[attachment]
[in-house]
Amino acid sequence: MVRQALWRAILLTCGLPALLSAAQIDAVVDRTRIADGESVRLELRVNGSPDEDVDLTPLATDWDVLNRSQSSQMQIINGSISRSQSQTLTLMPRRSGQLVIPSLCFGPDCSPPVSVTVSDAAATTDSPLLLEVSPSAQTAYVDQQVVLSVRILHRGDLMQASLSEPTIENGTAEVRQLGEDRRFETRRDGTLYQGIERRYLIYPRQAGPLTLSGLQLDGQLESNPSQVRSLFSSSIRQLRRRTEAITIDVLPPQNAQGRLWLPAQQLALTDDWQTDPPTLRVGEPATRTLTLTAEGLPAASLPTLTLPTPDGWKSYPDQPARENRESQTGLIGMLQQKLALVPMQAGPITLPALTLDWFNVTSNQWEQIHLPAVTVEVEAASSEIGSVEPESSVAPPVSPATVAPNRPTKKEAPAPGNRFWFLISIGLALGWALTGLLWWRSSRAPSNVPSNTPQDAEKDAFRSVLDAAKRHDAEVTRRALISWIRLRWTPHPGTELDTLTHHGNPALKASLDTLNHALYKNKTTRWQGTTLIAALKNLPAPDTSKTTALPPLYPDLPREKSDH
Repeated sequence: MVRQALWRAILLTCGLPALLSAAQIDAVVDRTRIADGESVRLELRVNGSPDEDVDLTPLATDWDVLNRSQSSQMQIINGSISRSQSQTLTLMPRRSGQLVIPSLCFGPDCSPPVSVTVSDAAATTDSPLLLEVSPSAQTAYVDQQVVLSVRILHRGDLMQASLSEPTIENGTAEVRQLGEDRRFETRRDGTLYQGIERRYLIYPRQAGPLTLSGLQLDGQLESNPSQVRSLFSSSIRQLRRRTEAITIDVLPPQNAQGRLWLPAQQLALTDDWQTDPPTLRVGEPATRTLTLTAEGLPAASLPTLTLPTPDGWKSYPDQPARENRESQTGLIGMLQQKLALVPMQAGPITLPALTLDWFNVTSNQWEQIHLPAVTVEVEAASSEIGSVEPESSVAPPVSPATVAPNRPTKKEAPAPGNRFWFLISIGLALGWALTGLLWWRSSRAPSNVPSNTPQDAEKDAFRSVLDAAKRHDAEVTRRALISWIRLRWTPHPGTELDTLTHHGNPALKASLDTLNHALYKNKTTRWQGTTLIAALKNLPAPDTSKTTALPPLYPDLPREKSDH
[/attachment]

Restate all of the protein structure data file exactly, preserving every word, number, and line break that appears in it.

[in-house]
Amino acid sequence: MVRQALWRAILLTCGLPALLSAAQIDAVVDRTRIADGESVRLELRVNGSPDEDVDLTPLATDWDVLNRSQSSQMQIINGSISRSQSQTLTLMPRRSGQLVIPSLCFGPDCSPPVSVTVSDAAATTDSPLLLEVSPSAQTAYVDQQVVLSVRILHRGDLMQASLSEPTIENGTAEVRQLGEDRRFETRRDGTLYQGIERRYLIYPRQAGPLTLSGLQLDGQLESNPSQVRSLFSSSIRQLRRRTEAITIDVLPPQNAQGRLWLPAQQLALTDDWQTDPPTLRVGEPATRTLTLTAEGLPAASLPTLTLPTPDGWKSYPDQPARENRESQTGLIGMLQQKLALVPMQAGPITLPALTLDWFNVTSNQWEQIHLPAVTVEVEAASSEIGSVEPESSVAPPVSPATVAPNRPTKKEAPAPGNRFWFLISIGLALGWALTGLLWWRSSRAPSNVPSNTPQDAEKDAFRSVLDAAKRHDAEVTRRALISWIRLRWTPHPGTELDTLTHHGNPALKASLDTLNHALYKNKTTRWQGTTLIAALKNLPAPDTSKTTALPPLYPDLPREKSDH
Repeated sequence: MVRQALWRAILLTCGLPALLSAAQIDAVVDRTRIADGESVRLELRVNGSPDEDVDLTPLATDWDVLNRSQSSQMQIINGSISRSQSQTLTLMPRRSGQLVIPSLCFGPDCSPPVSVTVSDAAATTDSPLLLEVSPSAQTAYVDQQVVLSVRILHRGDLMQASLSEPTIENGTAEVRQLGEDRRFETRRDGTLYQGIERRYLIYPRQAGPLTLSGLQLDGQLESNPSQVRSLFSSSIRQLRRRTEAITIDVLPPQNAQGRLWLPAQQLALTDDWQTDPPTLRVGEPATRTLTLTAEGLPAASLPTLTLPTPDGWKSYPDQPARENRESQTGLIGMLQQKLALVPMQAGPITLPALTLDWFNVTSNQWEQIHLPAVTVEVEAASSEIGSVEPESSVAPPVSPATVAPNRPTKKEAPAPGNRFWFLISIGLALGWALTGLLWWRSSRAPSNVPSNTPQDAEKDAFRSVLDAAKRHDAEVTRRALISWIRLRWTPHPGTELDTLTHHGNPALKASLDTLNHALYKNKTTRWQGTTLIAALKNLPAPDTSKTTALPPLYPDLPREKSDH